$715,000 too much for a ministerial office? Nah.
Seems that most people online are disagreeable with the S$1.1 million salary for ministers which has been recommended by the Gerard Ee committee.
To be clear, this S$1.1 million for a MR4 grade minister includes the bonus components.
The basic or fixed salary for a minister at the MR4 grade is S$715,000 annually.
This comes to about S$55,000 a month. (S$715,000/13 – 13 being the 13th month payment.)
It only adds up to S$1.1 million if the variable/bonus components are factored in. These are dependent on the minister/government meeting some key performance indices, as you can see from this illustration.
Interestingly, in 2000, Mr Chiam See Tong suggested that ministers be paid S$50,000 a month – “a level enough for them to maintain “a comfortable life”, with a bungalow, servants, two cars, annual holidays and funds for their children’s education.” (See here.)
In 2006, Mr Chiam changed his mind about the figure and said it should be higher.
“At the last debate in this House, on the revision of Ministers’ salaries, I suggested that at that time, we pay our Ministers SGD $50,000 a month. This time round, I suggest that we pay our Ministers SGD$70,000 per month or $840,000 a year.” (See here.)
Also interestingly, former Nominated Member of Parliament, Siew Kum Hong, writing on his personal blog, agreed with what Mr Chiam said back in 2000:
“One way to do this is to figure out what a reasonable salary for a minister would be, such that he/she can maintain a reasonable lifestyle. And by reasonable lifestyle, I would think that the salary should be enough to comfortably cover mortgage payments for a reasonably-priced landed property in a reasonable location; payments for 2 cars for the family; education for a minister’s children (including overseas education); some retirement savings; and so on.”
Siew also said that he does not “necessarily think that S$1m a year is excessive.”
It is a figure which another former NMP Viswa Sadasivan agrees with. He said “Singaporeans were reacting on an emotional level” and that “no amount will be satisfactory” to the public, or some quarters of it. (See here.)
Other opposition parties have made different suggestions which I shall not go into. But I do want to point out two fallacies which Mr Kenneth Jeyaretnam made on his postings on Ms Grace Fu’s Facebook page:
- He had posted that: “Entry level minister pay plus 13.5 months bonus is more likely to be $2.3 million.” As you can see from the above chart from the Straits Times, this is false.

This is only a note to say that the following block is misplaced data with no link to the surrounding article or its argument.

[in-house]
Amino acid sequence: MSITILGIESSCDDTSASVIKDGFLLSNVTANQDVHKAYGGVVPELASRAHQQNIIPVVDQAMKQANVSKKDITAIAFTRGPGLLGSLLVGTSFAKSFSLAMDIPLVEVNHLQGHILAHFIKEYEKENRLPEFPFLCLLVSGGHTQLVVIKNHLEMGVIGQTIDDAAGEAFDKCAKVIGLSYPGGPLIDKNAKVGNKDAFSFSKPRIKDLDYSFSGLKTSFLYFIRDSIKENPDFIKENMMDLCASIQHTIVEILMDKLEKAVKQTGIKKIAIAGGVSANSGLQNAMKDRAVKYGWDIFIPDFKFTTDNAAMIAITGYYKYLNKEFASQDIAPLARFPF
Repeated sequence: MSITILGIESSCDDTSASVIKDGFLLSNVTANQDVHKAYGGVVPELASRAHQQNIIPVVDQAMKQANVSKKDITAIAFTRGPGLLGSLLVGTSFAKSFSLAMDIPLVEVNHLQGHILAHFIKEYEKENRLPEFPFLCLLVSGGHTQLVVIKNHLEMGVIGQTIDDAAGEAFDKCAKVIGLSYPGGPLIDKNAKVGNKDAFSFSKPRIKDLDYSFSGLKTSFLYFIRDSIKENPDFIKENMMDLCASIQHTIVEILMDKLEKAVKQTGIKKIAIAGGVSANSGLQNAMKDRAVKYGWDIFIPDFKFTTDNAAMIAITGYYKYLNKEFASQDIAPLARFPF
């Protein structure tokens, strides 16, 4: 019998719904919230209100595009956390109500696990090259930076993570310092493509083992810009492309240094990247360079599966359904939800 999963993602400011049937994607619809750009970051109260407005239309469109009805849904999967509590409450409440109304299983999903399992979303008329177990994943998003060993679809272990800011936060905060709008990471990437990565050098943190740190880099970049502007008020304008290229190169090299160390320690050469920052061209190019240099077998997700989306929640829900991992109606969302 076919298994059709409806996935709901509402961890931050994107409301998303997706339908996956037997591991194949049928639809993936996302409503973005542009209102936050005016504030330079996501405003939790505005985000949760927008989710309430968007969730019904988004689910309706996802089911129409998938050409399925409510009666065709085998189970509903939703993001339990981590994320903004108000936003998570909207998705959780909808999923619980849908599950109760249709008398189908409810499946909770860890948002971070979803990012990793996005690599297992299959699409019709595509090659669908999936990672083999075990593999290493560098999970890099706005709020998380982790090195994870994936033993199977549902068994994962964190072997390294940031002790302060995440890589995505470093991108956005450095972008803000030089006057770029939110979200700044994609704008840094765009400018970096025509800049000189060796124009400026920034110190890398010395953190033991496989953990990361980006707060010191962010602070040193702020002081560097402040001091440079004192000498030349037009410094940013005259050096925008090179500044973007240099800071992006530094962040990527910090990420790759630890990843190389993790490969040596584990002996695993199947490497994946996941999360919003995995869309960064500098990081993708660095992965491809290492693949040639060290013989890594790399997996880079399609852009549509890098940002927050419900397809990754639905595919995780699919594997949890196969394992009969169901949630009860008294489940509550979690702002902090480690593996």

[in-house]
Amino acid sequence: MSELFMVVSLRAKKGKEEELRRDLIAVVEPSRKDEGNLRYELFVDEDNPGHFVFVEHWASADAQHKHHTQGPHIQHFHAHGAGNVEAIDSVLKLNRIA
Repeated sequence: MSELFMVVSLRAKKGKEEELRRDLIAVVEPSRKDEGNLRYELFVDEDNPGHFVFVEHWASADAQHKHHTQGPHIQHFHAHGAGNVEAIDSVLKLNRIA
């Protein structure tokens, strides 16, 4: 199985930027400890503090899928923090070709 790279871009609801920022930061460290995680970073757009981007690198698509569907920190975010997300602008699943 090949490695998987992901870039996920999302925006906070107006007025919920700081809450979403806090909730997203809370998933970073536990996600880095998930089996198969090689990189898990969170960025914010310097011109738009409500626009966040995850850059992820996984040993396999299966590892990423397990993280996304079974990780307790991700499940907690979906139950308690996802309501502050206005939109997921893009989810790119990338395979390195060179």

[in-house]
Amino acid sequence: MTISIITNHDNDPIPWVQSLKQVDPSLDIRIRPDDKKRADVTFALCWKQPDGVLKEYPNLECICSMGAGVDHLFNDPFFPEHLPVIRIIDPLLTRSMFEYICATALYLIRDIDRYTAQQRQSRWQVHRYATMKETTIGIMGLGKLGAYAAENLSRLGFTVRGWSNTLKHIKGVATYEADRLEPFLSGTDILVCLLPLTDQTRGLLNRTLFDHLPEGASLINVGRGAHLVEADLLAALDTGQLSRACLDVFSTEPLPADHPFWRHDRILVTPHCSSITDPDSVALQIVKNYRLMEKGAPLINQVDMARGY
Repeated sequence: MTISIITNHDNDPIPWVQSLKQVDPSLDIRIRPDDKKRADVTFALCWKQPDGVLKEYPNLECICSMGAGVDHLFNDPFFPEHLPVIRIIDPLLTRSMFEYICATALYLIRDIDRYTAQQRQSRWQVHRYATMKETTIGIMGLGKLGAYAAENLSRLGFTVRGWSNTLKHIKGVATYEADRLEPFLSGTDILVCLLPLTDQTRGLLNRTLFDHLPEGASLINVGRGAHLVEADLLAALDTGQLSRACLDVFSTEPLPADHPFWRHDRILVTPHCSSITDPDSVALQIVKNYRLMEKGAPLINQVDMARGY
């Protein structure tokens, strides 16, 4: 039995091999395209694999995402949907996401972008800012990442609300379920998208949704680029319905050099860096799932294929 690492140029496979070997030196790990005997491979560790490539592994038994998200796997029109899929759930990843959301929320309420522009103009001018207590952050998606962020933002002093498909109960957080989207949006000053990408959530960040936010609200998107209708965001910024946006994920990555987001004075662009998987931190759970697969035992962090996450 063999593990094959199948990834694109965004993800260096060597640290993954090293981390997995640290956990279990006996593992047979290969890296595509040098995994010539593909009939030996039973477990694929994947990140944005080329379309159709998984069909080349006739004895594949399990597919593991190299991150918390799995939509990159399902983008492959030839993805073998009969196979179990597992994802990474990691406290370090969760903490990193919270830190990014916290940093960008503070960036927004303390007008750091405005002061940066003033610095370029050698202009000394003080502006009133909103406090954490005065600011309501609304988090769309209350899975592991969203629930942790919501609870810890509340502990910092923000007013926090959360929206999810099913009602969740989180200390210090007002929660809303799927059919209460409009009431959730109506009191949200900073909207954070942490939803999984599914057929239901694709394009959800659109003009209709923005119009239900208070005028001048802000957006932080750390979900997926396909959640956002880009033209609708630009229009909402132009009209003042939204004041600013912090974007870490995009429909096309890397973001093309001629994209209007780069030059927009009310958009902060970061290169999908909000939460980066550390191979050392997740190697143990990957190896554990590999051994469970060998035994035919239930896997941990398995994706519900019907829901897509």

- Mr Jeyaretnam also asked whether a minister would receive two salaries and thus accordingly two bonuses if he held two portfolios. The answer was given by Gerard Ee and in his committee’s report. No, a minister only gets one salary, one bonus, no matter how many portfolios he handles. [It is surprising that Mr Jeyaretnam would asked such a question given that his party had issued a statement on the revised salaries the previous day and that surely Mr Jeyaretnam must have had read the report, he being the secretary-general of the Reform Party.]
But coming back to the issue of absolute dollars and cents.
I do not want our ministers (even if in future the opposition comes into power) to be paid so lowly that the office of minister is seen as just another office job. It is not.
A minister is at the apex of being the people’s representative, besides the President and the PM. He represents the country and its people in many ways. Thus, the office should be accorded the appropriate respect and prestige, and also to recognise the difficult and complex work they do.
We may never agree on an absolute number but I think we all can agree on the value of the office – even if we do not accept that some ministers are not worthy of them. This, however, is a separate matter. If they are incompetent, kick them out at the ballot.
But do make a distinction between the office and the person, which is an important one to make.
We do not want to see our politicians being viewed as nothing more than “second-hand car salesmen” – to reference a once-used term.
I do agree that S$55,000 (or even Mr Chiam’s latter suggestion of S$70,000) a month, or S$1.1 million a year for a minister is not excessive and is acceptable.